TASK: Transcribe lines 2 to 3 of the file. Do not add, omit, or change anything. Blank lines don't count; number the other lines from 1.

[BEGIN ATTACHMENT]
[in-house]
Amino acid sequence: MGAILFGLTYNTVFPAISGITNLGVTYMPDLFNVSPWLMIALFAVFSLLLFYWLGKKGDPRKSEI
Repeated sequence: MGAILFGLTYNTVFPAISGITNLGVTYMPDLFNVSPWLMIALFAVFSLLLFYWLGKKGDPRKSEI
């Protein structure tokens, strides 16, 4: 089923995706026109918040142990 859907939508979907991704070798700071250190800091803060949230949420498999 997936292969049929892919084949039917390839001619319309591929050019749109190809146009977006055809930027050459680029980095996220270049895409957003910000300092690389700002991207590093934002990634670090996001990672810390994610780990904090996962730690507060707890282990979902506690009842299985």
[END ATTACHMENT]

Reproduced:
Amino acid sequence: MGAILFGLTYNTVFPAISGITNLGVTYMPDLFNVSPWLMIALFAVFSLLLFYWLGKKGDPRKSEI
Repeated sequence: MGAILFGLTYNTVFPAISGITNLGVTYMPDLFNVSPWLMIALFAVFSLLLFYWLGKKGDPRKSEI